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Early snow ‘bodes well’ for ski areas in New Zealand’s South Island

May 19, 2014 Ski No Comments Email Email

Early snow has not hampered work on the new Curvey Basin chairlift at The Remarkables ski area, Queenstown, New Zealand_mediaSignificant and consistent early snowfalls over the past few weeks ‘bode well’ for New Zealand’s South Island ski areas, with the countdown on to season opening in just three weeks’ time.

Queenstown’s The Remarkables ski area and Mt Hutt in Canterbury have been receiving regular snowfalls since March, some up to half a metre deep in places. It’s snowed at Mt Hutt almost every two weeks since the start of April, including a large 50cm dump at the beginning of May.

As temperatures continue to drop and snowmaking teams are on board and ready to work their magic, ski area managers are “quietly optimistic” about the start of the season from June 7 onwards.

Coronet Peak and Mt Hutt are both scheduled to open on June 7, while The Remarkables has June 21 in its sights.

Early snowfalls have transformed New Zealand’s Mt Hutt ski area into a winter wonderland_media“We’re sitting on a really solid base of 15 to 20cm of snow right now, with snow all the way to the bottom of the recently-reinstated Triple chairlift below the base building,” said Mt Hutt ski area manager James McKenzie.

“As well as the dump that we had at the beginning of May, which meant we had to use snowmobiles on the access road even to get to the base building, we’ve had regular top-ups which means we’ve still got some deep pockets of snow at higher elevations.

“We’re on track to begin building on this great base early next week (May 19 onwards) subject to temperatures being low enough, and it’s fair to say that compared to previous years the snow’s arrived quite early.

“The last time it came early was back in 2009 when we had about a metre of snow that enabled us to open early, so the amount we have on the ground now gives us increased confidence that we’ll be good to go come opening day on June 7.

“We’re even looking to bring our Triple chair lift operators on for opening day as we’d love to open the season with all lifts operational.”

New Zealand - Mt Hutt snow gun at the ready looking down towards the base building with the Canterbury Plains in the background_mediaThe snow story is similar in Queenstown, where Coronet Peak has been receiving regular dustings, and ski area workers and contractors at The Remarkables installing the new Curvey Basin chairlift had to contend with 50cm snowdrifts on the road on March 4, a 20cm snowfall on April 27 and another 20cm on May 8.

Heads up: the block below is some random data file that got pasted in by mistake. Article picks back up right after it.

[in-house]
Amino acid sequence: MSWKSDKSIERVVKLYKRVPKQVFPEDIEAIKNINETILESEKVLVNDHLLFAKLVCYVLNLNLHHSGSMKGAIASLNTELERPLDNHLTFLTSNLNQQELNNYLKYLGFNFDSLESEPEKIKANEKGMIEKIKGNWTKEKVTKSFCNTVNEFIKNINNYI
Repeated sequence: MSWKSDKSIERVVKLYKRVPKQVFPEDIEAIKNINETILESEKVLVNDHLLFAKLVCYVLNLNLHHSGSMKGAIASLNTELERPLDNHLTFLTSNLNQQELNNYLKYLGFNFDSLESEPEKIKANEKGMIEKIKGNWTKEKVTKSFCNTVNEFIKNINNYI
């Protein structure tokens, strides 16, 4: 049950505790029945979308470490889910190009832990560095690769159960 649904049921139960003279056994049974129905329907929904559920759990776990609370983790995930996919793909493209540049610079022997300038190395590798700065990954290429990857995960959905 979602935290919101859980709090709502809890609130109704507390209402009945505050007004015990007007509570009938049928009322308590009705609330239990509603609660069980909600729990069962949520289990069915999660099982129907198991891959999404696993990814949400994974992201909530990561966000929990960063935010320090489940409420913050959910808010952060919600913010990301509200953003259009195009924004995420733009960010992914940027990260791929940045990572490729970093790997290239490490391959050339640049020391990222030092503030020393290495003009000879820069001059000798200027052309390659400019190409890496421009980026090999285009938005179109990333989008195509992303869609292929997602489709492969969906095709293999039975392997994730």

“We’re on a pretty tight schedule to get the new lift up and running, and complete all work on the new learners area, trails and car parks before we open on June 21,” said The Remarkables ski area manager Ross Lawrence.

“Luckily a bit of snow doesn’t faze either our mountain staff or the specialist team from Leitner Poma who are installing the new lift, and reminds us why we’re all here.

It’s great to see this early snow, it reinforces that winter is what we’re all about. The developments over the last six months are still on track to have everything ready for our first eager skiers and snowboarders who’ll be itching to get up here and check out the new runs and terrain.”

The early May snow at The Remarkables looking down the valley_mediaThe new six-seater, 1.2km Curvey Basin chair will access 10.1 hectares of formed trails and together with increased off-piste opportunities will increase the ski area’s capacity by 20%.

For Australian snow lovers looking to cross the Tasman for their ski holiday the news is good.  Improved air connectivity is set to make Queenstown ski areas more accessible than ever this year – the number of trans-Tasman flights is up 25% on last winter, from an average of 40 a week last year to 50 this year.

Even with that increase, Christchurch Airport, an easy 90-minute scenic drive to Mt Hutt, still caters for more flights from Australia than any other airport in the South Island.

To see the early snow at Mt Hutt watch NZSki’s video on YouTube

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